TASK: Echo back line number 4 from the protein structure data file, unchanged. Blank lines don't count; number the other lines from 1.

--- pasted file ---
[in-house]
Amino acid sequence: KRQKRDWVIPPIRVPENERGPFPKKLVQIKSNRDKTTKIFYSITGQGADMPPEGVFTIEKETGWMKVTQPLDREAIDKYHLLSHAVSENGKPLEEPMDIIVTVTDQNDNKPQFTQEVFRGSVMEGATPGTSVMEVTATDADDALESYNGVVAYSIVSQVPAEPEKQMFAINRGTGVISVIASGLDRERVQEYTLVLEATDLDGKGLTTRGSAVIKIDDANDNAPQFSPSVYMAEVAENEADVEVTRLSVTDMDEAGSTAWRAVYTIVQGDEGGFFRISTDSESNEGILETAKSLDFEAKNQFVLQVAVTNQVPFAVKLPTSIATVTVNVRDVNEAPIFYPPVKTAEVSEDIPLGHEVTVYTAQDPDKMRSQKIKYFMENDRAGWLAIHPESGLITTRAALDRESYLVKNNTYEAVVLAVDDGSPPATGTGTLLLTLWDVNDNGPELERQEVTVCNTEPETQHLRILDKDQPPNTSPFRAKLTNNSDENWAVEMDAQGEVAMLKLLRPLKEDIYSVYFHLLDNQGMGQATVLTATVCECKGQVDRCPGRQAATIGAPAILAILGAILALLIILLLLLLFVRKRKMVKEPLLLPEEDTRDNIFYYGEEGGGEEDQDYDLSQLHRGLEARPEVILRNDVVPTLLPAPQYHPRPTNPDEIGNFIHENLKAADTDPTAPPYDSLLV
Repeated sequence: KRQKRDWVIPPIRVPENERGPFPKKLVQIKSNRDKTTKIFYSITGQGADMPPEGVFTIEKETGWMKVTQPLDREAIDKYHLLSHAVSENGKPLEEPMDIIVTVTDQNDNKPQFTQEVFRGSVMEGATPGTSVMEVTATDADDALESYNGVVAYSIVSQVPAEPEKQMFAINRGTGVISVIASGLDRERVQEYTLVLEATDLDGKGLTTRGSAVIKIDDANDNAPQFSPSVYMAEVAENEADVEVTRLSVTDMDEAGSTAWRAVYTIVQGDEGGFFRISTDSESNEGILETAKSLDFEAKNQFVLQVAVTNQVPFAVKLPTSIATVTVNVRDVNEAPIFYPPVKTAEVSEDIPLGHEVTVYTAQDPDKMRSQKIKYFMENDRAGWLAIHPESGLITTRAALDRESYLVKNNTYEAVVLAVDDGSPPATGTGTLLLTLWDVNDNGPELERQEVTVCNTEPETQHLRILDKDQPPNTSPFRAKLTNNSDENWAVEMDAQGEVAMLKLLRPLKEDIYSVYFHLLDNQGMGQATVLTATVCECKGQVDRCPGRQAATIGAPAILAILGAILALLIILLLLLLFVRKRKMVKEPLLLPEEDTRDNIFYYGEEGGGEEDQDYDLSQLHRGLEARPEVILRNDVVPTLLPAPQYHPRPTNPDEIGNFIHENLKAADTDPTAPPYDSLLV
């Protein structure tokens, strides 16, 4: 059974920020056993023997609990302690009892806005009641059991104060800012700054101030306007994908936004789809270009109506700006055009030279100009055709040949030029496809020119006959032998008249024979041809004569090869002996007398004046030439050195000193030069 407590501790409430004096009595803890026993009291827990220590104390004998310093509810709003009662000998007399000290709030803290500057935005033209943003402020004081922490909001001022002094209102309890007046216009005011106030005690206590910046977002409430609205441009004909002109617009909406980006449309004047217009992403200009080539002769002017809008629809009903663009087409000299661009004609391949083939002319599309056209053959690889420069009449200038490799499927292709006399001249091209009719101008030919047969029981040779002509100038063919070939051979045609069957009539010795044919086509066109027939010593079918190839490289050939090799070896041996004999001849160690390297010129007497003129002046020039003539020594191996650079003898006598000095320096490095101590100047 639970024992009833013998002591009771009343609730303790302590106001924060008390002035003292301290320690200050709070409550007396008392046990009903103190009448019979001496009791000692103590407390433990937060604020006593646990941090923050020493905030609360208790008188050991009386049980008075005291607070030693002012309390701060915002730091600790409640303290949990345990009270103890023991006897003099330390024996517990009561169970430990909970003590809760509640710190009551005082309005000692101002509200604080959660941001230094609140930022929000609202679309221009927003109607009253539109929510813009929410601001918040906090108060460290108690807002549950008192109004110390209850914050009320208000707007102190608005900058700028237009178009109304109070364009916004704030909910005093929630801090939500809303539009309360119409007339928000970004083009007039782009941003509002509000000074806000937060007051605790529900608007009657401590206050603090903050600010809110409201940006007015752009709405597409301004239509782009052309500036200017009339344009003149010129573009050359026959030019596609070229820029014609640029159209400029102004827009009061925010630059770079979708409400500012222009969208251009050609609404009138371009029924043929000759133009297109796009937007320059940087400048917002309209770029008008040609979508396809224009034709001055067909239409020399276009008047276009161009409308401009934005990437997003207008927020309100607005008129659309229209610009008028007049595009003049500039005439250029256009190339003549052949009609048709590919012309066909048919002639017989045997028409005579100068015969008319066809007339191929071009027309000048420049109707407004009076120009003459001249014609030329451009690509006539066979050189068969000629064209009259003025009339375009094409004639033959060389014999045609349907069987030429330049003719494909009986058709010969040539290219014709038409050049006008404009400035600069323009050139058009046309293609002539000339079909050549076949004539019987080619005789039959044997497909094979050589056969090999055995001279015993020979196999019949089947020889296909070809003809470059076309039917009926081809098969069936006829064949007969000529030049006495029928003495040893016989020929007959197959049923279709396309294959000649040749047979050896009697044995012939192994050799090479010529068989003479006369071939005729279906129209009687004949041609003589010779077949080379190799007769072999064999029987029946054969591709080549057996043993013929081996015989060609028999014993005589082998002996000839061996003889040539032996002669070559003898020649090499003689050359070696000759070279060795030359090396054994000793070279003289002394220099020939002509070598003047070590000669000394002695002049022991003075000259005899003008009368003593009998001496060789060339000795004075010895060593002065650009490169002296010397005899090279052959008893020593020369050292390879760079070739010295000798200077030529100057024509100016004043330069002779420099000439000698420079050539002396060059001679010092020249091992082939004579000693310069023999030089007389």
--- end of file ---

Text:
């Protein structure tokens, strides 16, 4: 059974920020056993023997609990302690009892806005009641059991104060800012700054101030306007994908936004789809270009109506700006055009030279100009055709040949030029496809020119006959032998008249024979041809004569090869002996007398004046030439050195000193030069 407590501790409430004096009595803890026993009291827990220590104390004998310093509810709003009662000998007399000290709030803290500057935005033209943003402020004081922490909001001022002094209102309890007046216009005011106030005690206590910046977002409430609205441009004909002109617009909406980006449309004047217009992403200009080539002769002017809008629809009903663009087409000299661009004609391949083939002319599309056209053959690889420069009449200038490799499927292709006399001249091209009719101008030919047969029981040779002509100038063919070939051979045609069957009539010795044919086509066109027939010593079918190839490289050939090799070896041996004999001849160690390297010129007497003129002046020039003539020594191996650079003898006598000095320096490095101590100047 639970024992009833013998002591009771009343609730303790302590106001924060008390002035003292301290320690200050709070409550007396008392046990009903103190009448019979001496009791000692103590407390433990937060604020006593646990941090923050020493905030609360208790008188050991009386049980008075005291607070030693002012309390701060915002730091600790409640303290949990345990009270103890023991006897003099330390024996517990009561169970430990909970003590809760509640710190009551005082309005000692101002509200604080959660941001230094609140930022929000609202679309221009927003109607009253539109929510813009929410601001918040906090108060460290108690807002549950008192109004110390209850914050009320208000707007102190608005900058700028237009178009109304109070364009916004704030909910005093929630801090939500809303539009309360119409007339928000970004083009007039782009941003509002509000000074806000937060007051605790529900608007009657401590206050603090903050600010809110409201940006007015752009709405597409301004239509782009052309500036200017009339344009003149010129573009050359026959030019596609070229820029014609640029159209400029102004827009009061925010630059770079979708409400500012222009969208251009050609609404009138371009029924043929000759133009297109796009937007320059940087400048917002309209770029008008040609979508396809224009034709001055067909239409020399276009008047276009161009409308401009934005990437997003207008927020309100607005008129659309229209610009008028007049595009003049500039005439250029256009190339003549052949009609048709590919012309066909048919002639017989045997028409005579100068015969008319066809007339191929071009027309000048420049109707407004009076120009003459001249014609030329451009690509006539066979050189068969000629064209009259003025009339375009094409004639033959060389014999045609349907069987030429330049003719494909009986058709010969040539290219014709038409050049006008404009400035600069323009050139058009046309293609002539000339079909050549076949004539019987080619005789039959044997497909094979050589056969090999055995001279015993020979196999019949089947020889296909070809003809470059076309039917009926081809098969069936006829064949007969000529030049006495029928003495040893016989020929007959197959049923279709396309294959000649040749047979050896009697044995012939192994050799090479010529068989003479006369071939005729279906129209009687004949041609003589010779077949080379190799007769072999064999029987029946054969591709080549057996043993013929081996015989060609028999014993005589082998002996000839061996003889040539032996002669070559003898020649090499003689050359070696000759070279060795030359090396054994000793070279003289002394220099020939002509070598003047070590000669000394002695002049022991003075000259005899003008009368003593009998001496060789060339000795004075010895060593002065650009490169002296010397005899090279052959008893020593020369050292390879760079070739010295000798200077030529100057024509100016004043330069002779420099000439000698420079050539002396060059001679010092020249091992082939004579000693310069023999030089007389």